Göran Hultin, Corporate Affairs Advisor for Manpower, said that the Scandinavian models successfulness builds on the fact that the social dialogue in those countries is being carried on constructively, not in a confrontational manner. In his presentation, Hultin pointed out figures from the International Labour Organisation, according to which, in the EU-15 the Greek are most concerned about losing their job, even though job tenure is longest in Greece, whereas the Danish are least concerned, even though they have the shortest job tenure. ""Staying in a job does not give security," he said, "but ease of finding one does."

Hultin agreed with Janssen on the importance of workforce skills, which he stressed with some figures: Workplace technology is evolving at such a pace that today's workplace will be obsolete in a decade, and even quicker in high-growth sectors. 80% of the 2015 workforce is already in the labour market. And unemployment is 12% for unskilled workers, but only 4% for graduates.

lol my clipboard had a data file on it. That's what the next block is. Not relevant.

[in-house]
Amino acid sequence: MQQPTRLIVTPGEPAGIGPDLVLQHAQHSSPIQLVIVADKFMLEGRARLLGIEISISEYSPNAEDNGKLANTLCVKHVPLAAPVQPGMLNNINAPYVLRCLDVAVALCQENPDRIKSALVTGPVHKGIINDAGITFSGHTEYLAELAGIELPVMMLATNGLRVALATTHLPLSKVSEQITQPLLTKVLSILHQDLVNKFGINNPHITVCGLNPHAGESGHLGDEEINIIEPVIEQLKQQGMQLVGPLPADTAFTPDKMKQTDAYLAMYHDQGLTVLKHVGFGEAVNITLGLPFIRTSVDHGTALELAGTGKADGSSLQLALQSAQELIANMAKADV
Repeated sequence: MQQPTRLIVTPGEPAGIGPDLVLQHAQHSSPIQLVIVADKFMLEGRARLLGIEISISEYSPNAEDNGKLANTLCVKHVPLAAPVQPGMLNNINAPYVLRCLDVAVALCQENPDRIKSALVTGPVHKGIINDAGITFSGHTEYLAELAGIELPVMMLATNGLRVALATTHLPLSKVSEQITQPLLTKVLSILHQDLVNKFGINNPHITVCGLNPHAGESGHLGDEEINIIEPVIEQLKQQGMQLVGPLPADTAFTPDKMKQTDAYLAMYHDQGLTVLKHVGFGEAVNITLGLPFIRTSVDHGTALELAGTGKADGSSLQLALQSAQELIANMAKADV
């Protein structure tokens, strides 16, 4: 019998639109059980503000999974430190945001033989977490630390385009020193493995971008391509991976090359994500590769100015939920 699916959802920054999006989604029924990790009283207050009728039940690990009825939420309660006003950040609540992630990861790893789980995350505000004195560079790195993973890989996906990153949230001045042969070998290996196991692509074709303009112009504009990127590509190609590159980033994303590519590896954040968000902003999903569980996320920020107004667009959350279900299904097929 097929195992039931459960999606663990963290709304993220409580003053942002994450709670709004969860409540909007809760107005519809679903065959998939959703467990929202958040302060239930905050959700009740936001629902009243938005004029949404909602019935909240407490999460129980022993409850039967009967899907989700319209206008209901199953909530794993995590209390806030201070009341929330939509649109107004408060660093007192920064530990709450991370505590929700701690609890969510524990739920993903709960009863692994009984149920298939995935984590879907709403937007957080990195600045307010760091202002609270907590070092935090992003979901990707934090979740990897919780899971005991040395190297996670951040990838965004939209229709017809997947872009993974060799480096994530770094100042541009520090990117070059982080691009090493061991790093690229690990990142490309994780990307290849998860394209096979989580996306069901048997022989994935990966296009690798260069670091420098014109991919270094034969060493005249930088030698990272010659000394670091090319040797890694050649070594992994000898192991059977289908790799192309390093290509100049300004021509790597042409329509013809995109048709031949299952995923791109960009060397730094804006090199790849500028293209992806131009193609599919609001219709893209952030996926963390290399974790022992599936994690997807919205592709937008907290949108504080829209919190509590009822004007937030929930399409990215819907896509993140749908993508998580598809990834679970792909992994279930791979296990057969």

Hultin also pointed out some major differences between EU economies and the US, which, he said, explain America's higher growth and lower unemployment rates: According to the Commission's "Employment in Europe 2001" study, job creation starts in the US as soon as the GDP starts growing. In the EU, jobs are created only when the GDP grows by more than 2%, which, in the more sluggish economies, has not been the case in many years.